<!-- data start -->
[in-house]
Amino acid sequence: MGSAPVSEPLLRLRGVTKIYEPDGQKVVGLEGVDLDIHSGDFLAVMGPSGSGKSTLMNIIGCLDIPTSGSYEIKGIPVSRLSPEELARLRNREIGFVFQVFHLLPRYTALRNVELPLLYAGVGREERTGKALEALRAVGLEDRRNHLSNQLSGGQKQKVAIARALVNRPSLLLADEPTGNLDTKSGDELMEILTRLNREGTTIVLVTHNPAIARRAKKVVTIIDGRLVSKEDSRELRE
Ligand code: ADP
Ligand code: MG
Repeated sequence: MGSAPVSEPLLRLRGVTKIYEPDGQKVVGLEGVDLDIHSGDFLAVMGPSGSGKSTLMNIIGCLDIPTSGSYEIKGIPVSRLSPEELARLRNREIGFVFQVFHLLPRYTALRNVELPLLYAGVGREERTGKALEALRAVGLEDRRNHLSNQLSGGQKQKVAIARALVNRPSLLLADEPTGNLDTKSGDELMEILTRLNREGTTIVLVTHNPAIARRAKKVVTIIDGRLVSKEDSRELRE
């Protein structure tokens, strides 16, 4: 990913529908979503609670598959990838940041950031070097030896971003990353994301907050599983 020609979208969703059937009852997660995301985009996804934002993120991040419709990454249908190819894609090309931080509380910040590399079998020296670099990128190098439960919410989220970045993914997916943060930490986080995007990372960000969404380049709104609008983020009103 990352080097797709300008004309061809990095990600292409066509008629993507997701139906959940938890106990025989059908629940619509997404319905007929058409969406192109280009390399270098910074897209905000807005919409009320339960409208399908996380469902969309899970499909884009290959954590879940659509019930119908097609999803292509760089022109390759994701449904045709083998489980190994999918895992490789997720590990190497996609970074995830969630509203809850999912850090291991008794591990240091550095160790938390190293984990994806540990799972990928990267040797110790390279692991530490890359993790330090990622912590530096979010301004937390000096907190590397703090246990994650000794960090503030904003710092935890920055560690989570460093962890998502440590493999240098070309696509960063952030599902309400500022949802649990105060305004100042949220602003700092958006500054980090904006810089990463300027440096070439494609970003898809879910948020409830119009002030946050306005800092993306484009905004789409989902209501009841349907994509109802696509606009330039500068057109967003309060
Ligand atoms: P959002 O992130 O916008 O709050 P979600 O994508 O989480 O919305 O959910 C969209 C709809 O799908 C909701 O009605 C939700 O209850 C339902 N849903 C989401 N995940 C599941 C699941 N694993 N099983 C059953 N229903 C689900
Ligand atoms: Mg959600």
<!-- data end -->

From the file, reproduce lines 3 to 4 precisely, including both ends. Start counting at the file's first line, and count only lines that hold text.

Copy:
Ligand code: ADP
Ligand code: MG